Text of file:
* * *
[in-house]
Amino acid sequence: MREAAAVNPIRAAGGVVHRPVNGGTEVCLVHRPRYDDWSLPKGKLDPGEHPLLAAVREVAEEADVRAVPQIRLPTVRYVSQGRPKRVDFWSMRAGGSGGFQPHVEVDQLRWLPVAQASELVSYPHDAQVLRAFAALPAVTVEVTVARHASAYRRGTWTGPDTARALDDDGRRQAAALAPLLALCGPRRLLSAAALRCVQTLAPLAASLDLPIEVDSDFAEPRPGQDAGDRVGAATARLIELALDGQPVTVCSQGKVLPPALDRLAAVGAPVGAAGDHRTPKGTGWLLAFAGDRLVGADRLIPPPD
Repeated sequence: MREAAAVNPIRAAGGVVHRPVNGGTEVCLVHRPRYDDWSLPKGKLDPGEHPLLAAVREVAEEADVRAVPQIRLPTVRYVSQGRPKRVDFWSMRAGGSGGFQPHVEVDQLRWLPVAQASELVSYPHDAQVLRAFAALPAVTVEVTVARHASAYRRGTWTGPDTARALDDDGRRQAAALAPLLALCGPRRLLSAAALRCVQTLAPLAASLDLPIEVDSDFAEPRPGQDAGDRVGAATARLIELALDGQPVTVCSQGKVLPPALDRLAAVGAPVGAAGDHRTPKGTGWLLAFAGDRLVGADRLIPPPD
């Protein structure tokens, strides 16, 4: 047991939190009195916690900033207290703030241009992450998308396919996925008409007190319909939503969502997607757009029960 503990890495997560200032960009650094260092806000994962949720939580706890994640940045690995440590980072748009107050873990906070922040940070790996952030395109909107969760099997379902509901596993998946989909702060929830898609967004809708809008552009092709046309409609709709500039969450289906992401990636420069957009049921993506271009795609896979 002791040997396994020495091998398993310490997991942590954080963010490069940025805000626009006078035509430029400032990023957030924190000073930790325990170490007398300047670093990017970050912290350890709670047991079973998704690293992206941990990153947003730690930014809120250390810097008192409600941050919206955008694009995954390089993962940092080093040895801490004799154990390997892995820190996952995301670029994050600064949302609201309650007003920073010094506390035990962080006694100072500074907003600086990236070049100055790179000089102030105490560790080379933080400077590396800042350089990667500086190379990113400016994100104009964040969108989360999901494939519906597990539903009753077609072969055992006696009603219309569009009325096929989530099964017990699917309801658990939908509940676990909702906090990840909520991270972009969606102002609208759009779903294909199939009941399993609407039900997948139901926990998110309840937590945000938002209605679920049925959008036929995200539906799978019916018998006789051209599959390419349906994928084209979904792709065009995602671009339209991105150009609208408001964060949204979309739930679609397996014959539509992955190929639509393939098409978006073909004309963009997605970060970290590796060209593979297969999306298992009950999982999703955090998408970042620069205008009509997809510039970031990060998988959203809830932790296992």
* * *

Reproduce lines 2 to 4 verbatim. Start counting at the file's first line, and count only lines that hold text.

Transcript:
Amino acid sequence: MREAAAVNPIRAAGGVVHRPVNGGTEVCLVHRPRYDDWSLPKGKLDPGEHPLLAAVREVAEEADVRAVPQIRLPTVRYVSQGRPKRVDFWSMRAGGSGGFQPHVEVDQLRWLPVAQASELVSYPHDAQVLRAFAALPAVTVEVTVARHASAYRRGTWTGPDTARALDDDGRRQAAALAPLLALCGPRRLLSAAALRCVQTLAPLAASLDLPIEVDSDFAEPRPGQDAGDRVGAATARLIELALDGQPVTVCSQGKVLPPALDRLAAVGAPVGAAGDHRTPKGTGWLLAFAGDRLVGADRLIPPPD
Repeated sequence: MREAAAVNPIRAAGGVVHRPVNGGTEVCLVHRPRYDDWSLPKGKLDPGEHPLLAAVREVAEEADVRAVPQIRLPTVRYVSQGRPKRVDFWSMRAGGSGGFQPHVEVDQLRWLPVAQASELVSYPHDAQVLRAFAALPAVTVEVTVARHASAYRRGTWTGPDTARALDDDGRRQAAALAPLLALCGPRRLLSAAALRCVQTLAPLAASLDLPIEVDSDFAEPRPGQDAGDRVGAATARLIELALDGQPVTVCSQGKVLPPALDRLAAVGAPVGAAGDHRTPKGTGWLLAFAGDRLVGADRLIPPPD
């Protein structure tokens, strides 16, 4: 047991939190009195916690900033207290703030241009992450998308396919996925008409007190319909939503969502997607757009029960 503990890495997560200032960009650094260092806000994962949720939580706890994640940045690995440590980072748009107050873990906070922040940070790996952030395109909107969760099997379902509901596993998946989909702060929830898609967004809708809008552009092709046309409609709709500039969450289906992401990636420069957009049921993506271009795609896979 002791040997396994020495091998398993310490997991942590954080963010490069940025805000626009006078035509430029400032990023957030924190000073930790325990170490007398300047670093990017970050912290350890709670047991079973998704690293992206941990990153947003730690930014809120250390810097008192409600941050919206955008694009995954390089993962940092080093040895801490004799154990390997892995820190996952995301670029994050600064949302609201309650007003920073010094506390035990962080006694100072500074907003600086990236070049100055790179000089102030105490560790080379933080400077590396800042350089990667500086190379990113400016994100104009964040969108989360999901494939519906597990539903009753077609072969055992006696009603219309569009009325096929989530099964017990699917309801658990939908509940676990909702906090990840909520991270972009969606102002609208759009779903294909199939009941399993609407039900997948139901926990998110309840937590945000938002209605679920049925959008036929995200539906799978019916018998006789051209599959390419349906994928084209979904792709065009995602671009339209991105150009609208408001964060949204979309739930679609397996014959539509992955190929639509393939098409978006073909004309963009997605970060970290590796060209593979297969999306298992009950999982999703955090998408970042620069205008009509997809510039970031990060998988959203809830932790296992």